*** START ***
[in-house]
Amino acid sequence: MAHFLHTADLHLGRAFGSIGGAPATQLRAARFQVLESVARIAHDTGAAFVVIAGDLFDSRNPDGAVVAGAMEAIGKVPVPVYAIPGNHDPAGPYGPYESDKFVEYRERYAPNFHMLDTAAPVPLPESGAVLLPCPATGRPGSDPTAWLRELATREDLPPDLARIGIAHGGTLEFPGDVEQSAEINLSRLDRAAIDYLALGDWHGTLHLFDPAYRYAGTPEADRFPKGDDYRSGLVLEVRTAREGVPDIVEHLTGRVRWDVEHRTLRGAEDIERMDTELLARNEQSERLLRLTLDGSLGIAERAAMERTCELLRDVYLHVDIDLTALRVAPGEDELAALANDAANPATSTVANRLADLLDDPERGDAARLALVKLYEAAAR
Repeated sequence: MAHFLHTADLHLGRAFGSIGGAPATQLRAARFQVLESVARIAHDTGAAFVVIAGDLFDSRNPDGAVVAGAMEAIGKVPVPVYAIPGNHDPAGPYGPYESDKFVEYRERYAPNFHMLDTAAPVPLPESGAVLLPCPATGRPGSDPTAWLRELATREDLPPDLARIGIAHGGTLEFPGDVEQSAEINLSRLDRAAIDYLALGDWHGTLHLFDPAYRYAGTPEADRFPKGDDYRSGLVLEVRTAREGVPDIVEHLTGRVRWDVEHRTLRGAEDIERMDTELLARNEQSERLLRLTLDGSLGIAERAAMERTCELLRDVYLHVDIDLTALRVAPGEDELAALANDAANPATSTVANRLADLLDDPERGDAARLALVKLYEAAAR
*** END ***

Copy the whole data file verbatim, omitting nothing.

[in-house]
Amino acid sequence: MAHFLHTADLHLGRAFGSIGGAPATQLRAARFQVLESVARIAHDTGAAFVVIAGDLFDSRNPDGAVVAGAMEAIGKVPVPVYAIPGNHDPAGPYGPYESDKFVEYRERYAPNFHMLDTAAPVPLPESGAVLLPCPATGRPGSDPTAWLRELATREDLPPDLARIGIAHGGTLEFPGDVEQSAEINLSRLDRAAIDYLALGDWHGTLHLFDPAYRYAGTPEADRFPKGDDYRSGLVLEVRTAREGVPDIVEHLTGRVRWDVEHRTLRGAEDIERMDTELLARNEQSERLLRLTLDGSLGIAERAAMERTCELLRDVYLHVDIDLTALRVAPGEDELAALANDAANPATSTVANRLADLLDDPERGDAARLALVKLYEAAAR
Repeated sequence: MAHFLHTADLHLGRAFGSIGGAPATQLRAARFQVLESVARIAHDTGAAFVVIAGDLFDSRNPDGAVVAGAMEAIGKVPVPVYAIPGNHDPAGPYGPYESDKFVEYRERYAPNFHMLDTAAPVPLPESGAVLLPCPATGRPGSDPTAWLRELATREDLPPDLARIGIAHGGTLEFPGDVEQSAEINLSRLDRAAIDYLALGDWHGTLHLFDPAYRYAGTPEADRFPKGDDYRSGLVLEVRTAREGVPDIVEHLTGRVRWDVEHRTLRGAEDIERMDTELLARNEQSERLLRLTLDGSLGIAERAAMERTCELLRDVYLHVDIDLTALRVAPGEDELAALANDAANPATSTVANRLADLLDDPERGDAARLALVKLYEAAAR